The purpose of this page is to give some samples of my writing and research skills. I have always loved reading, and I have a noted author in my background. Also, I have always been fascinated by many different subjects, and have strong writing and research abilities.
When I was taking my first art class at Waubonsee Community College, we were assigned a thesis on an art subject of our choosing. I chose to write about Notre Dame Cathedral, a subject that the instructor had said would be particularly difficult. Here are some excerpts from my resulting paper.
The cathedral of Notre Dame, situated on the Ile De La Cite, Paris, France, was an innovative new design, and served as a model for future French Gothic cathedrals. The cathedral incorporated many new features: The walls are thinner and taller than previous churches (fully one-half of the wall being glass, rather than stone), necessitating the liberal use of flying buttresses, or supports, to hold up the structure. The cathedral contains three large rose windows, one of which measures 42 feet in diameter, all three windows requiring a seemingly fragile stone support system, known as bar tracery. The various wooden doors leading into the cathedral contain hundreds of elaborate carvings depicting Biblical scenes such as the Last Judgment, Virgin and Child, and the temptation of Adam and Eve, while mythical beasts, known as gargoyles or “grotesques,” are located on the roof of the cathedral and serve to direct rainwater away from the structure. The interior contains statuary, the most famous being a sculpture-in-the-round (three-dimensional sculpture) figure of the Virgin and Child, whose design was influenced by the movement toward Humanism in the Gothic era (Kleiner).
Notre Dame’s stone construction was begun in 1163 by an unknown architect. It is 115 feet tall, and was designed in the Gothic style, although it incorporates traces of Romanesque architecture as well. The cathedral’s design is unusual, being a blend of two different architectural styles, yet it has a medieval “look.” There are no fewer than thirteen cathedrals with the name “Notre Dame,” meaning “Our Lady”- the one we are concerned with was the subject of Victor Hugo’s novel, Notre Dame de Paris, which was written in 1831. The interior of the cathedral contains a choir, the area where the choir would stand, the apse, the element that forms the semicircular shape of the cathedral, a short transept, an extension which forms the cross shape of the cathedral, and a nave, the center area where worshippers sit, with double aisles, or passageways, separated from the nave by rows of pillars, and square chapels, areas set aside for private prayer, flanking the nave. One can almost see the medieval pilgrims sitting in hushed reverence, the stone pillers towering over them.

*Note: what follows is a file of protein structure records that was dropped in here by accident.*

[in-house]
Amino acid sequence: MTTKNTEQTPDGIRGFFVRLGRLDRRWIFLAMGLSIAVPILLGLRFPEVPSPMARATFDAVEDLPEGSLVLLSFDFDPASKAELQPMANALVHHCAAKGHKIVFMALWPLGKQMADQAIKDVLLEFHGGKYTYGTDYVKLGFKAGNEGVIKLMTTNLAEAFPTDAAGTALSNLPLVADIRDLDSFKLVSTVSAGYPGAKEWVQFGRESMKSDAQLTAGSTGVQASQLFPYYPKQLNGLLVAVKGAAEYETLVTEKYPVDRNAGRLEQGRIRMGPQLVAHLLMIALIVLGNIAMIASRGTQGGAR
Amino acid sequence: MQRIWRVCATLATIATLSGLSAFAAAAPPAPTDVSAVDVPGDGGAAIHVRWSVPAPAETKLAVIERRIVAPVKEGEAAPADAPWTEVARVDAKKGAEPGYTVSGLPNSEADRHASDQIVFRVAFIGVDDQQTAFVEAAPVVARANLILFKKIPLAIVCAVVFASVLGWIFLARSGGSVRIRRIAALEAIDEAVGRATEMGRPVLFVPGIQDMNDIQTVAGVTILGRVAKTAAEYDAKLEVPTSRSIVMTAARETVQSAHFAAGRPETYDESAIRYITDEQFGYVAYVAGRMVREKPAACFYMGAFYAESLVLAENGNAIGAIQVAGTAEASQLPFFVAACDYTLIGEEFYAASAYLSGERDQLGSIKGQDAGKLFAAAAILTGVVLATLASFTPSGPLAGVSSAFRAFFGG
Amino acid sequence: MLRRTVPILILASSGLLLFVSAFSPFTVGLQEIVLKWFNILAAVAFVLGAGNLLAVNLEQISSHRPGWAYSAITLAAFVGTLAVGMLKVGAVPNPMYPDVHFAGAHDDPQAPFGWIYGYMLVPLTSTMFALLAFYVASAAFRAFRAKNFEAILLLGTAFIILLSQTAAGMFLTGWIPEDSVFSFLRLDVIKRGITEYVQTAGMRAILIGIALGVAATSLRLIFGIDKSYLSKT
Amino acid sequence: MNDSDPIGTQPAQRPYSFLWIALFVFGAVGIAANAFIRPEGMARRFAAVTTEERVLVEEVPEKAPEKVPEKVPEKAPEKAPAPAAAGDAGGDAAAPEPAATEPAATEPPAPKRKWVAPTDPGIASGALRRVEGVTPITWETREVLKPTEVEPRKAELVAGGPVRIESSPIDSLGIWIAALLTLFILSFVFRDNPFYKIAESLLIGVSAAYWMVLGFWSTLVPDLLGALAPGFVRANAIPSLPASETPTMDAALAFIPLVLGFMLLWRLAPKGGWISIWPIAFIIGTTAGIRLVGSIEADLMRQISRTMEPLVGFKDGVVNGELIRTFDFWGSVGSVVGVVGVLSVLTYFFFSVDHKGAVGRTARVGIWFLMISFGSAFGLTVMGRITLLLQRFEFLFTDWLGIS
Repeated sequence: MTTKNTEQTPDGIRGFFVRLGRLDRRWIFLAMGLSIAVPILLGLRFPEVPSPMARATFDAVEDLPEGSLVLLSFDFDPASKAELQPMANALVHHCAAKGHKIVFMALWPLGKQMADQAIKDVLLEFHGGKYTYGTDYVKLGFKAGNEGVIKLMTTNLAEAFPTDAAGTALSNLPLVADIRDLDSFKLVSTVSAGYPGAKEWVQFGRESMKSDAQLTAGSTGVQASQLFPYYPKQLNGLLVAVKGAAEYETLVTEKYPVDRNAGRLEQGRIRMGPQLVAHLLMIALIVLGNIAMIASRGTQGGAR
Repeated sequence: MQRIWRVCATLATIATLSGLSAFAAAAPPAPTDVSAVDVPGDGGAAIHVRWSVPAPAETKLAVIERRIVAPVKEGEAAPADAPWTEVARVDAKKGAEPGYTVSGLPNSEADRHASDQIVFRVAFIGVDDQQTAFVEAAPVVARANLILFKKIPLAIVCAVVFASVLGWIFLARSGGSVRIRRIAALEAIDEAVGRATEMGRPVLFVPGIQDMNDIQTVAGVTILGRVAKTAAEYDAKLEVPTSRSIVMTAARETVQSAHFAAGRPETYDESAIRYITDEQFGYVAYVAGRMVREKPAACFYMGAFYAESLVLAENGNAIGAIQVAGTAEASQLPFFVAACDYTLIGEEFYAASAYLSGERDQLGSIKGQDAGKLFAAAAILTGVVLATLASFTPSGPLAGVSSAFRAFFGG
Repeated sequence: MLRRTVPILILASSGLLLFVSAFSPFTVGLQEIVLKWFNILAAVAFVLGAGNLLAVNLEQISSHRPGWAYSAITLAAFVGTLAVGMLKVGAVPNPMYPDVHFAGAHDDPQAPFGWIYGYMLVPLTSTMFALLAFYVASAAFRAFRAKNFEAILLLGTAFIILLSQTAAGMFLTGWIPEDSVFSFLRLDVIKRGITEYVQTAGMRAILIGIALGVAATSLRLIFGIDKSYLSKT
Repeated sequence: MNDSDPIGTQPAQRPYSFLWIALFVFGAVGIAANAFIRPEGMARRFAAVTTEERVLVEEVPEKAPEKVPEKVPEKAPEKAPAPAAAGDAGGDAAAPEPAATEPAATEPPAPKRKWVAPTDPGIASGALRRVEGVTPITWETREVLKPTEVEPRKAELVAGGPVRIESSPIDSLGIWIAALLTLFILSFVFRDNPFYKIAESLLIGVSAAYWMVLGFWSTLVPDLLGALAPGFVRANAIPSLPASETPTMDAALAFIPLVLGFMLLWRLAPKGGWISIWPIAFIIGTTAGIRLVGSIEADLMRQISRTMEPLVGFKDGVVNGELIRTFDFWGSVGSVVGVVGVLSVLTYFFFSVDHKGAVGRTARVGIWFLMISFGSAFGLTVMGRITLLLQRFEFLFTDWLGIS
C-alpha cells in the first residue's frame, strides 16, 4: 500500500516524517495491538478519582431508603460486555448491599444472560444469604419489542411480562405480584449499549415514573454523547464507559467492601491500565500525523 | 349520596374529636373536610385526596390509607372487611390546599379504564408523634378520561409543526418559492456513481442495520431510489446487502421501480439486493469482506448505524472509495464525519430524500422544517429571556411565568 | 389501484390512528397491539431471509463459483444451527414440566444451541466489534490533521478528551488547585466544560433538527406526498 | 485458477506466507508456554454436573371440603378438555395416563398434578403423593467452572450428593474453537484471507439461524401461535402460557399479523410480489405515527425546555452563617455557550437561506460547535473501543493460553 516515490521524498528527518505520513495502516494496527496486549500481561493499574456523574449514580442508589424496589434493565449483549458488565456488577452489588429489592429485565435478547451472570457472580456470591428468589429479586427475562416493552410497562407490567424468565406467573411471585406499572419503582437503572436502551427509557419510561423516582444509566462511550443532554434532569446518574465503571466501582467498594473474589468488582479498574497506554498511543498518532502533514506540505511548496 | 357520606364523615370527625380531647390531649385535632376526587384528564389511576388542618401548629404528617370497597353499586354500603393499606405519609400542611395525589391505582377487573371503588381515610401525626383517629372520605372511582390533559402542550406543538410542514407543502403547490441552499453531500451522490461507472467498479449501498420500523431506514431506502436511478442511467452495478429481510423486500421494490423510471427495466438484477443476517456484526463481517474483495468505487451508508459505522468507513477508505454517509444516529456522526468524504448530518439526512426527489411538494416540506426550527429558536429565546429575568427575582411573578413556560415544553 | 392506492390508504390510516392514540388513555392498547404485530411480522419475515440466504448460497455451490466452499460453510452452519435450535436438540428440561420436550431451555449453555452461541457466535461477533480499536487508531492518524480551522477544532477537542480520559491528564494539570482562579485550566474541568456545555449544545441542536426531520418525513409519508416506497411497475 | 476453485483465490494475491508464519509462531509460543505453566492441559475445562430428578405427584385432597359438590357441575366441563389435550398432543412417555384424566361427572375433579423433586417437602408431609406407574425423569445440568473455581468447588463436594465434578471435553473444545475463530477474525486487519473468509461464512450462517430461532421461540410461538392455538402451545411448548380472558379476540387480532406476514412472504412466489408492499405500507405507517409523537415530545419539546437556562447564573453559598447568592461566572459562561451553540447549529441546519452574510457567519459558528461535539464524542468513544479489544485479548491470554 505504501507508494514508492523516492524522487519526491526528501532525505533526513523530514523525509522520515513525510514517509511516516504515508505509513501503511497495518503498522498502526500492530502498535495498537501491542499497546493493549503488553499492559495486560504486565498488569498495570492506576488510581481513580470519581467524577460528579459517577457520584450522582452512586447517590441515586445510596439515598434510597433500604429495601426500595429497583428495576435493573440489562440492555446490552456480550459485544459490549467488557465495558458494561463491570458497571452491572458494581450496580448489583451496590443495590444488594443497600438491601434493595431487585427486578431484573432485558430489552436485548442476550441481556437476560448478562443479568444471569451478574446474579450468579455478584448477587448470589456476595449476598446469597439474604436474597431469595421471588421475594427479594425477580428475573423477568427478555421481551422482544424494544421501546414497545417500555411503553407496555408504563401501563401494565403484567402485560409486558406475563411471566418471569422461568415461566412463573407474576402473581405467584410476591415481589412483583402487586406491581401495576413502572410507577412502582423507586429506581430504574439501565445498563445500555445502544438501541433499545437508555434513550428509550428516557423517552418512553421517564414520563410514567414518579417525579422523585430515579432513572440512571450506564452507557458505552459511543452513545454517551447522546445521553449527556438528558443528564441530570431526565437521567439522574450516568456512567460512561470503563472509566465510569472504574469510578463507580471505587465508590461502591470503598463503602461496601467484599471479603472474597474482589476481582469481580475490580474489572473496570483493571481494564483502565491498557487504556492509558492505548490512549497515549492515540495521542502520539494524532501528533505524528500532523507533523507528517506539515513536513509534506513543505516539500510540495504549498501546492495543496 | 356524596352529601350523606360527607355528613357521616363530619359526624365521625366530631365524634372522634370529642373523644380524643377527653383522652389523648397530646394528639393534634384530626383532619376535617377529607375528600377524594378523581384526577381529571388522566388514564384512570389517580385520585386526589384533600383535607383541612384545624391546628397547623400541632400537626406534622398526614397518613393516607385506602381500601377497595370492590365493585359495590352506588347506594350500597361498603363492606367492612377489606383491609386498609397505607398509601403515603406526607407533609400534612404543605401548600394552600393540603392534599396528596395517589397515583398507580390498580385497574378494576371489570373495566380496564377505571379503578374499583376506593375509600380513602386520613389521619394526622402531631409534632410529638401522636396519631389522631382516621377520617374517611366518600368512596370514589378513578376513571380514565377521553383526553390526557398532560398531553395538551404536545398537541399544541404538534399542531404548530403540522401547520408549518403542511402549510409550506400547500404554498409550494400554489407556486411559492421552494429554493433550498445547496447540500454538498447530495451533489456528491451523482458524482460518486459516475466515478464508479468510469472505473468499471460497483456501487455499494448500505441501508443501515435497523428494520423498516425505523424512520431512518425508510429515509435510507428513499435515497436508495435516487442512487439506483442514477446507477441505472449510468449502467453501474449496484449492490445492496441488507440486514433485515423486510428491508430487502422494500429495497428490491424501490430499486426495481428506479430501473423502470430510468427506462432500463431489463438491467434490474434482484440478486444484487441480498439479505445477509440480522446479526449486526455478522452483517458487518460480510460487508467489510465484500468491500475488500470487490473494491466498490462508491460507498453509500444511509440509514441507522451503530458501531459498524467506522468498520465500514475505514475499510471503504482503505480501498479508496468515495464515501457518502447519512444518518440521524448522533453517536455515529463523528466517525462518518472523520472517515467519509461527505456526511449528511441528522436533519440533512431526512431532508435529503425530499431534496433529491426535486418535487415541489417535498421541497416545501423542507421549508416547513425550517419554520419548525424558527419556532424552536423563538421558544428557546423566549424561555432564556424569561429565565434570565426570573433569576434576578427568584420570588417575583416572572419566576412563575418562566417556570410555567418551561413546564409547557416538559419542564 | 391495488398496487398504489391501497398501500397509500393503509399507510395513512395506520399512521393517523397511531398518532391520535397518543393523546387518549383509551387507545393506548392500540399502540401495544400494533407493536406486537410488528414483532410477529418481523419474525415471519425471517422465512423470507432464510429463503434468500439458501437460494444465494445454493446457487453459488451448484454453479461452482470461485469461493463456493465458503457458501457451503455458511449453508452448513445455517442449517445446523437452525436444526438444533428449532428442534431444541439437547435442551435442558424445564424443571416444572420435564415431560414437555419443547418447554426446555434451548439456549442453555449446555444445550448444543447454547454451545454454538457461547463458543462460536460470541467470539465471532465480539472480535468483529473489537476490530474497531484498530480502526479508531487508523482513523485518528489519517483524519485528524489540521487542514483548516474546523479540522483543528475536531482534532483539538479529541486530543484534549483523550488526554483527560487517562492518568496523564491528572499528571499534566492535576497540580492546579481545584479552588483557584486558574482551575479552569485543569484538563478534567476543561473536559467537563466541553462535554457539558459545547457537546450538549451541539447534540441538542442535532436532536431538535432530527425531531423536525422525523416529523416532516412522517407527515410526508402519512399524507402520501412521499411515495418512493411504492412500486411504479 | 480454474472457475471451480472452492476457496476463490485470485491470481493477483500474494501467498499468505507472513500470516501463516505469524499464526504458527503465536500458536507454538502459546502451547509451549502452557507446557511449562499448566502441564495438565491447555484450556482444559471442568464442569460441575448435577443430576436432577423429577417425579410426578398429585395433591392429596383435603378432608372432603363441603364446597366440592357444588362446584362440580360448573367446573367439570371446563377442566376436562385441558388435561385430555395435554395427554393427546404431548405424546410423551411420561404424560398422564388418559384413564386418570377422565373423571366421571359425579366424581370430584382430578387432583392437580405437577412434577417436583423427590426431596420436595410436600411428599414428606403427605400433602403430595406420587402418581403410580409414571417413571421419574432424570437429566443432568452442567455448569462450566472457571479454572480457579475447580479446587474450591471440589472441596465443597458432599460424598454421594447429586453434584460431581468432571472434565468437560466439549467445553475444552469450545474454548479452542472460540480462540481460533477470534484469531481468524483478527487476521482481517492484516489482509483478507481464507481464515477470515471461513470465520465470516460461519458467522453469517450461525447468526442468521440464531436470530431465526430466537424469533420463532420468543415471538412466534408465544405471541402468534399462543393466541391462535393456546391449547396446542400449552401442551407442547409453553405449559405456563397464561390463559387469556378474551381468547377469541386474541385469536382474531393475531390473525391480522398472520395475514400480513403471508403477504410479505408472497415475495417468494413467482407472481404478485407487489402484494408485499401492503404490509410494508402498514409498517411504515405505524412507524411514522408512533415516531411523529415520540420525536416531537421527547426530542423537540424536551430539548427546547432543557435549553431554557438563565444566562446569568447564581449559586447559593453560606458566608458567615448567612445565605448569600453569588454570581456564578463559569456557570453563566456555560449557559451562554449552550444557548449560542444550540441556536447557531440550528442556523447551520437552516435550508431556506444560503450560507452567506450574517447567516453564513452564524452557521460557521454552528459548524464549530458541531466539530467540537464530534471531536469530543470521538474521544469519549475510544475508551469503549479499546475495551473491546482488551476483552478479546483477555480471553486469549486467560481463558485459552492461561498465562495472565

Cathedrals were spaces where medieval pilgrims could worship God, and provided an atmosphere of beauty and reverence. The represented the City of God, the heavenly Jerusalem. The stained glass windows allowed light to flood the interior of the cathedral, reminding the pilgrims that they were to be the light of the world, and creating an almost mystical experience. Statuary inside the cathedral reminded worshipers of Jesus’ mother Mary, and gargoyles perched high above their heads reminded them of the devil and his demons, and the constant vigilance needed to stay free of his deception. Besides warding off evil, the gargoyles’ main purpose was to serve as a drain spout, directing rainwater away from the cathedral, an ingenious example of form following function. The term “gargoyle” refers to the throat, and the sound water makes as it passes through the gullet. (Cedron)
The Notre Dame cathedral was a masterpiece of engineering and design, more than worthy of the fame it has garnered over the centuries. The large glass areas, bar tracery and buttressing were innovative new technologies, while the elaborate carvings and statuary surrounded the medieval pilgrims with exquisite beauty and reminded them of their heritage and purpose. Notre Dame epitomizes “Gothic” in every inch of its design: its walls soar to breathtaking heights, from which gargoyles appear to be observing the city of Paris. Colored stained glass windows gave the interior an ethereal beauty. Its Biblical message seems to thunder across the centuries, offering a glimpse into the horrors of hell, and the promise of Heaven for the medieval pilgrims, and for the pilgrims to follow.
The following is content that I wrote for various website projects I have included in my portfolio. I prefer to use real content, rather than placeholder text in my mockups, so, after researching the different subjects, I wrote the content myself. I have included links from the projects themselves, to give a more complete example of my skills.
The English translation of "Cucina" is "cooking" or "cookery." However, our aim for "Cucina" is that the word will also come to mean "hospitality" over time, as our name embodies not only the best food, but making our guests feel welcome and part of our family as well.
Our head chef is extremely particular about the ingredients we choose for our award-winning dishes. All of our ingredients are fresh: Our herbs are harvested throughout the day, meats are brought in daily from a local meat market, all of our vegetables are from local farms, and cheeses from a local artisan. Every one of our ingredients are checked for freshness and high quality as they are brought in. If the quality is not up to our standards, those dishes are removed from the menu for that day.